Katie: And Bolte is terrified that he has finally messed up and lost Red, that he wasn’t there at the right moment, and it’s cost him Red. He’s also very bitter towards Blue, who is a constant reminder of all the things that Bolte wasn’t able to give Red; a healthy paladin who has never had to kill to survive, who has never gone hungry. It makes him so angry! They spend the first half of the story clashing heads, until they’re able to learn to look outside of their own immediate view point. They go from being antagonistic towards each other to willing to do most anything for each other. In fact, it’s Blue who Bolte ends up going too when his HEARTsickness gets to be too much. I greatly adore how they interact with each other, and how they have to grow into being friends.

Question 8: – Why does OC’s arc resonate so much with you? What do you hope other people get from the story and reading this character?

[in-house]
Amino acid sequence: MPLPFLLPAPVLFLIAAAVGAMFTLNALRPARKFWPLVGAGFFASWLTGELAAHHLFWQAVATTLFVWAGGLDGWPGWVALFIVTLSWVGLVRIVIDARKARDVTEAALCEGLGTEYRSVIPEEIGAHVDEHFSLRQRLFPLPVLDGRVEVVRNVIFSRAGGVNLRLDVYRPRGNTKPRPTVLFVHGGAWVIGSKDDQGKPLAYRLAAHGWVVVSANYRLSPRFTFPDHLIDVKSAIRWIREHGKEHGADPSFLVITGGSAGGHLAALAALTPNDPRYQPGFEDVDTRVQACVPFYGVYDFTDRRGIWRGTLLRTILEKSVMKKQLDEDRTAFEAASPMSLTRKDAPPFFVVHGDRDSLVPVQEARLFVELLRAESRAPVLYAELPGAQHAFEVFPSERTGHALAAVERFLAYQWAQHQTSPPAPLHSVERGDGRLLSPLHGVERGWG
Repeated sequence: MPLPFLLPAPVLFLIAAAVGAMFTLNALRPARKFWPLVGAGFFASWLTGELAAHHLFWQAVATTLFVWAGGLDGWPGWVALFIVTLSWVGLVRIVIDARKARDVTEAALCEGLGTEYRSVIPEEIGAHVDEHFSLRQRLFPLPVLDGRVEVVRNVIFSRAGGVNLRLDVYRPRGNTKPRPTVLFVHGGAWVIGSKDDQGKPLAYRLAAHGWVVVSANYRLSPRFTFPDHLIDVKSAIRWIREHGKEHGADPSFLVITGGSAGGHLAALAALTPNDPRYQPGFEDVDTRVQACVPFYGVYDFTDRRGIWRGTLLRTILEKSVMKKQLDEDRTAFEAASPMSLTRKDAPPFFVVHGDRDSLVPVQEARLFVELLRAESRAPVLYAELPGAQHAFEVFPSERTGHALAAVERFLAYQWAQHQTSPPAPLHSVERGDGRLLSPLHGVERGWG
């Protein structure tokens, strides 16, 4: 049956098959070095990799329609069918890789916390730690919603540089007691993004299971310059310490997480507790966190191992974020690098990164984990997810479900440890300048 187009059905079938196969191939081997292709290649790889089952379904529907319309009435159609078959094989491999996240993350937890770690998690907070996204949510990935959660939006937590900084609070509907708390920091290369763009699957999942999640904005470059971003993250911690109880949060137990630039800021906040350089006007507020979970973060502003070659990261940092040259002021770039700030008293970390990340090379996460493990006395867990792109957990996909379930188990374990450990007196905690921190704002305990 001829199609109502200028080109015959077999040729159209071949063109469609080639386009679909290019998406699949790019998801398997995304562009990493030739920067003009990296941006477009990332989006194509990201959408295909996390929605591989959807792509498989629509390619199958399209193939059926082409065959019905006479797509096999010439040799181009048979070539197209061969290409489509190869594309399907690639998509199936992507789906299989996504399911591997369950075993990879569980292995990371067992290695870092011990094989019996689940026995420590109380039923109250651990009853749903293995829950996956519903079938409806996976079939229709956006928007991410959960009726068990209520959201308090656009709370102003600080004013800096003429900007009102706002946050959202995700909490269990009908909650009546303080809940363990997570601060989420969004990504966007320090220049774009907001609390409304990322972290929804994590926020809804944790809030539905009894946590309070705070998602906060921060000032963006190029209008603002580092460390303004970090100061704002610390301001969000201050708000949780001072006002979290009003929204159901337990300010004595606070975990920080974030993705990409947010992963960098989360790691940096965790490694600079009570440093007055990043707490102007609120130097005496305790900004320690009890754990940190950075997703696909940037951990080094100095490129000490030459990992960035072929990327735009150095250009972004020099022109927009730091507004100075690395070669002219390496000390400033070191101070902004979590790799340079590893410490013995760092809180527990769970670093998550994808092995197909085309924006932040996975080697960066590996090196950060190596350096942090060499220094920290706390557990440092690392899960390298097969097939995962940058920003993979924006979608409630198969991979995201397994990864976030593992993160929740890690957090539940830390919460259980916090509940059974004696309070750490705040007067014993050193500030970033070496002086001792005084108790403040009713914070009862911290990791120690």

Katie: Honestly, I like the parts of his character that don’t give up. He’s the strength that I want to find in myself; that no matter what happens, he doesn’t quit trying. That he’ll face anything thrown his way and find out how to come out alive on the other side. Bolte is never whole. He’s broken long before the story actually starts. But that doesn’t stop him from surviving. No matter what the world throws at him – and it’s a lot, one thing after the other – Bolte manages to keep going. I think about that a lot and work on those scenes a lot when I’m feeling low or overwhelmed in my own life, honestly. Bolte is strong and determined, and I like that about him. When I think about people reading my story, and think about them following along with him, I hope that’s a lesson they take from him. That you can find strength, no matter what. But I also hope they look at his character, and his arc, on a broad level. Bolte cannot survive on his own. He needs help. And his character has to learn how to accept that help, how to let others help him through problems, how to accept that he needs to sit, to take a breath. Bolte is supposed to show people that they can ask others in their life for help, and that there’s no shame in needing to rest.

Etta: That’s such a wholesome message and I admire you so much for taking the care and time to write it into the story so well. I’ve seen some of the insane daily wordcounts you pull for your work writing, so I can absolutely believe you have his strength, and I hope you have the support of friends helping you keep going too